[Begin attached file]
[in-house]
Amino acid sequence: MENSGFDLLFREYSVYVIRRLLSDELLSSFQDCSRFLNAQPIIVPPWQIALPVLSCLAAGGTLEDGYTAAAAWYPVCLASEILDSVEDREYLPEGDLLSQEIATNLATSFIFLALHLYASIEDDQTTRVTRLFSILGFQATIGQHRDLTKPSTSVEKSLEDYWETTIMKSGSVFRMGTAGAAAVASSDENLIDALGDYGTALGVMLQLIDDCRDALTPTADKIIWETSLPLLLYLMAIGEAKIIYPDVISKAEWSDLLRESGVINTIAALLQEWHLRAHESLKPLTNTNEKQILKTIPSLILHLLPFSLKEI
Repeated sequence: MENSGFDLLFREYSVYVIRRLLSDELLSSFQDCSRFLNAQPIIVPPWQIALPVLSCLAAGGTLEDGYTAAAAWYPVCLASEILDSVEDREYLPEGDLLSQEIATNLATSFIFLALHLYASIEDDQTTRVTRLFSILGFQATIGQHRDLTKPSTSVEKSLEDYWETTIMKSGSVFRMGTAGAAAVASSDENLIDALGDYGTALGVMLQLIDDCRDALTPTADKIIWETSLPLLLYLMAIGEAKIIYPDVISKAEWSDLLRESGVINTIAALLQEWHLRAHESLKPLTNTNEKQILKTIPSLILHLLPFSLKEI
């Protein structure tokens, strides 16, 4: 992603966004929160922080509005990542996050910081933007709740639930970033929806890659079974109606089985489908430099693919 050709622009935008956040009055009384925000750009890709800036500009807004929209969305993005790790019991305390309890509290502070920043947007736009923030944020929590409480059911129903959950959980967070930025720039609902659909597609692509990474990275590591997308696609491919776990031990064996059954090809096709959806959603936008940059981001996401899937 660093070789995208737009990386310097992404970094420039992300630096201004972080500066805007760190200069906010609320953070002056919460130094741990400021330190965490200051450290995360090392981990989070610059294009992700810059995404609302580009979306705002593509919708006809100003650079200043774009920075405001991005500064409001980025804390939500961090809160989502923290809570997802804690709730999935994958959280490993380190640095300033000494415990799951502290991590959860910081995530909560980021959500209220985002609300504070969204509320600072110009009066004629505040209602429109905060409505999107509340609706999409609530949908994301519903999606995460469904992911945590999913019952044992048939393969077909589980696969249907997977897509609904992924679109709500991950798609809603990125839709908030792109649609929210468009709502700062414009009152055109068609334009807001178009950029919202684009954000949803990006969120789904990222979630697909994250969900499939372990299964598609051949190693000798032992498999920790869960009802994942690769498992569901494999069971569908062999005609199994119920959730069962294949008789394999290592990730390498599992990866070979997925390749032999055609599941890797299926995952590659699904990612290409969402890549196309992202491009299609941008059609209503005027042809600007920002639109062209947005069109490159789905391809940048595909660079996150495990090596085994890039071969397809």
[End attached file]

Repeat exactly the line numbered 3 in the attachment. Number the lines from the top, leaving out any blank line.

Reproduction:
Repeated sequence: MENSGFDLLFREYSVYVIRRLLSDELLSSFQDCSRFLNAQPIIVPPWQIALPVLSCLAAGGTLEDGYTAAAAWYPVCLASEILDSVEDREYLPEGDLLSQEIATNLATSFIFLALHLYASIEDDQTTRVTRLFSILGFQATIGQHRDLTKPSTSVEKSLEDYWETTIMKSGSVFRMGTAGAAAVASSDENLIDALGDYGTALGVMLQLIDDCRDALTPTADKIIWETSLPLLLYLMAIGEAKIIYPDVISKAEWSDLLRESGVINTIAALLQEWHLRAHESLKPLTNTNEKQILKTIPSLILHLLPFSLKEI